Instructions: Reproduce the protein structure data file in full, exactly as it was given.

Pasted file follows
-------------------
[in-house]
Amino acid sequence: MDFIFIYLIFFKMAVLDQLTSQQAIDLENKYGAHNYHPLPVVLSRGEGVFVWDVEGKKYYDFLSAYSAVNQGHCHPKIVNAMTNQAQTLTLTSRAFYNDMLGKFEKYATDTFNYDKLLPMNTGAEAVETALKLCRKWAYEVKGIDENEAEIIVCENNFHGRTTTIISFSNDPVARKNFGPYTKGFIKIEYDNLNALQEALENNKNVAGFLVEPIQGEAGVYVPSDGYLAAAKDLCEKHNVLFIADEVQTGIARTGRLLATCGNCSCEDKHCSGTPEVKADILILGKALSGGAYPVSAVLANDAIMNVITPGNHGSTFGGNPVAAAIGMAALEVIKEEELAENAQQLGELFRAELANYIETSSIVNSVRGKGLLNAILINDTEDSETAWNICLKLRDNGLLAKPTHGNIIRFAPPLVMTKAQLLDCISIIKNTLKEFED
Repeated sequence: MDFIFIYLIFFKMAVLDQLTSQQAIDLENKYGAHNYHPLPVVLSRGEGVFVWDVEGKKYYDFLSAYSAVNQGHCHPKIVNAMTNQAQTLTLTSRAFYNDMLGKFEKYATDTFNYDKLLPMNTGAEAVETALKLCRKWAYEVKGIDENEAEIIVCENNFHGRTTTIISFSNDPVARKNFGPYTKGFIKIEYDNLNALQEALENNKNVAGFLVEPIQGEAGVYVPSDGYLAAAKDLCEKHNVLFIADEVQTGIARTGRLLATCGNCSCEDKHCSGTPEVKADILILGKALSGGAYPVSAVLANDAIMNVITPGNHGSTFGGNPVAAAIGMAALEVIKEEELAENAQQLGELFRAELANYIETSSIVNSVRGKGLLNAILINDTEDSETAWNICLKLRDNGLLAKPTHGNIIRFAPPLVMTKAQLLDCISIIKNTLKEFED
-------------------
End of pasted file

[in-house]
Amino acid sequence: MDFIFIYLIFFKMAVLDQLTSQQAIDLENKYGAHNYHPLPVVLSRGEGVFVWDVEGKKYYDFLSAYSAVNQGHCHPKIVNAMTNQAQTLTLTSRAFYNDMLGKFEKYATDTFNYDKLLPMNTGAEAVETALKLCRKWAYEVKGIDENEAEIIVCENNFHGRTTTIISFSNDPVARKNFGPYTKGFIKIEYDNLNALQEALENNKNVAGFLVEPIQGEAGVYVPSDGYLAAAKDLCEKHNVLFIADEVQTGIARTGRLLATCGNCSCEDKHCSGTPEVKADILILGKALSGGAYPVSAVLANDAIMNVITPGNHGSTFGGNPVAAAIGMAALEVIKEEELAENAQQLGELFRAELANYIETSSIVNSVRGKGLLNAILINDTEDSETAWNICLKLRDNGLLAKPTHGNIIRFAPPLVMTKAQLLDCISIIKNTLKEFED
Repeated sequence: MDFIFIYLIFFKMAVLDQLTSQQAIDLENKYGAHNYHPLPVVLSRGEGVFVWDVEGKKYYDFLSAYSAVNQGHCHPKIVNAMTNQAQTLTLTSRAFYNDMLGKFEKYATDTFNYDKLLPMNTGAEAVETALKLCRKWAYEVKGIDENEAEIIVCENNFHGRTTTIISFSNDPVARKNFGPYTKGFIKIEYDNLNALQEALENNKNVAGFLVEPIQGEAGVYVPSDGYLAAAKDLCEKHNVLFIADEVQTGIARTGRLLATCGNCSCEDKHCSGTPEVKADILILGKALSGGAYPVSAVLANDAIMNVITPGNHGSTFGGNPVAAAIGMAALEVIKEEELAENAQQLGELFRAELANYIETSSIVNSVRGKGLLNAILINDTEDSETAWNICLKLRDNGLLAKPTHGNIIRFAPPLVMTKAQLLDCISIIKNTLKEFED